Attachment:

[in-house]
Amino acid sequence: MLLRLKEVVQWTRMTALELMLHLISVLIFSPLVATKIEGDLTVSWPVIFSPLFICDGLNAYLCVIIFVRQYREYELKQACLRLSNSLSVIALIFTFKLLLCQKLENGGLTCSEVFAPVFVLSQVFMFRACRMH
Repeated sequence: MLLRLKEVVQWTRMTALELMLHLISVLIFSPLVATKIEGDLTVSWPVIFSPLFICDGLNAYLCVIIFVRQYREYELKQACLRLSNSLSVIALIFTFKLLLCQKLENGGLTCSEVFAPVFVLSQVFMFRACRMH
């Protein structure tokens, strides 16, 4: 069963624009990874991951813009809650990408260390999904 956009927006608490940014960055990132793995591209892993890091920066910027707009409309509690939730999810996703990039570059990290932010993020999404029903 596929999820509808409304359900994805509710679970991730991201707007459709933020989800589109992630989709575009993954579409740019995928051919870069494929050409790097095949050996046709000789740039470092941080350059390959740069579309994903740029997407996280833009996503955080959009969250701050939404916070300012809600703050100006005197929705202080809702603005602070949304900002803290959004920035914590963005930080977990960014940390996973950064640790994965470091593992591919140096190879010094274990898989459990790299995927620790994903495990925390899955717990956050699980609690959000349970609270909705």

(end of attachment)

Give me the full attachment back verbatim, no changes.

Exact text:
[in-house]
Amino acid sequence: MLLRLKEVVQWTRMTALELMLHLISVLIFSPLVATKIEGDLTVSWPVIFSPLFICDGLNAYLCVIIFVRQYREYELKQACLRLSNSLSVIALIFTFKLLLCQKLENGGLTCSEVFAPVFVLSQVFMFRACRMH
Repeated sequence: MLLRLKEVVQWTRMTALELMLHLISVLIFSPLVATKIEGDLTVSWPVIFSPLFICDGLNAYLCVIIFVRQYREYELKQACLRLSNSLSVIALIFTFKLLLCQKLENGGLTCSEVFAPVFVLSQVFMFRACRMH
């Protein structure tokens, strides 16, 4: 069963624009990874991951813009809650990408260390999904 956009927006608490940014960055990132793995591209892993890091920066910027707009409309509690939730999810996703990039570059990290932010993020999404029903 596929999820509808409304359900994805509710679970991730991201707007459709933020989800589109992630989709575009993954579409740019995928051919870069494929050409790097095949050996046709000789740039470092941080350059390959740069579309994903740029997407996280833009996503955080959009969250701050939404916070300012809600703050100006005197929705202080809702603005602070949304900002803290959004920035914590963005930080977990960014940390996973950064640790994965470091593992591919140096190879010094274990898989459990790299995927620790994903495990925390899955717990956050699980609690959000349970609270909705």